Thurnau station building was a small timber structure which I have compressed to produce ...

.... this small structure. It's considerably shorter and narrower as space is tight. The model is built from thick mounting card scribed with a biro to given the impression of  lap-boarding. The pantile roof is from the Scale Scenes downloadable pdfs (paid for!).


The goods shed is a downloadable model from the website of that at Endingen in Baden-Württemberg. I used the HO version modified to give a structure about the right size for S Scale.


Neither the station building nor the goods shed are completed yet as I have decided to build the basic structures first and then return to add details once all are complete. This means that overall  progress to get a visually interesting layout will be faster than if I concentrated on one structure at a time.


The town

I needed a way of disguising a very obvious right angle corner where the removable board meets the fixed part of the layout.  One feature of many small towns in this part of Germany is that there are often remnants of fortifications from the medieval period. So, the corner joint will be hidden by an arched gateway and a short remnant of the old town walls. The photos below shows how this is being planned.


The road that crosses the railway leads to one of the town gates. On either side of the gate there will be sections of town walls, which in many German towns incorporate buildings. The structure shown in these photos is from a series of kits of structures based on buildings in Wangen in Allgau and are on the website. I'm building these in a smaller scale - approx 1:87 to give a little forced perspective as if they were further away than a couple of inches.

I've used different parts of the kit printed out onto paper, cut and modified to suit the place on the layout, to produce a suitable structure to fill the corner.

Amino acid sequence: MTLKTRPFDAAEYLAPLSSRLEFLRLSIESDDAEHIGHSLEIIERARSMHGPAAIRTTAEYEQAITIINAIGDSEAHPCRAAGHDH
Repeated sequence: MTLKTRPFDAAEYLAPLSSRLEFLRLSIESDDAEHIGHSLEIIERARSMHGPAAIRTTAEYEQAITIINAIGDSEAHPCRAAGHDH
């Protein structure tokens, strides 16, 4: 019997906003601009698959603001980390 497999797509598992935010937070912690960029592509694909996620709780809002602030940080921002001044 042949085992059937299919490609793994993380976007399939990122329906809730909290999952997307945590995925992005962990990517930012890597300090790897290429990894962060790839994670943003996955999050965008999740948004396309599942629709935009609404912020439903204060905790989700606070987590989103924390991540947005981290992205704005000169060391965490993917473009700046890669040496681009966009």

The photo below shows the kit as designed.

The other domestic buildings in the photos are typical post-war German houses that can be found all over the country and are shown in both the paper mock up form on the left and the largely finished model on the right.


A name for the layout - Niederwangen

Choosing a name for a fictitious layout is always difficult. I'm thinking that a suitable name would be Niederlangenau or Niederwangen given that several of the buildings on the backscene are from those two towns.

In the end I've decided on Niederwangen (pronounced Knee-der-vangen)


Two views of the partially completed townscape. The "buildings" behind the town walls are print outs from the Internet of real buildings or from the pdfs of varrious kits.

The goods shed has now received gutters and drainpipes as has...

...the station building

A view looking along the layout.


The station approach with BR211 ready to depart.

The station building and goods shed have now been bedded in with the platform surface.

Looking along the station approach road.

The "open" level crossing and houses with garden fences.

The German layout and how it links to Pendle Midland to act as a fiddle yard.

Videos of the German layout

The Kleinlok shunter stands in front of the small goods store shed.  Click on the photo to see a video of the locomotive running.

A Class 216 runs in on a passenger train. Click on the photo to see a video of the layout.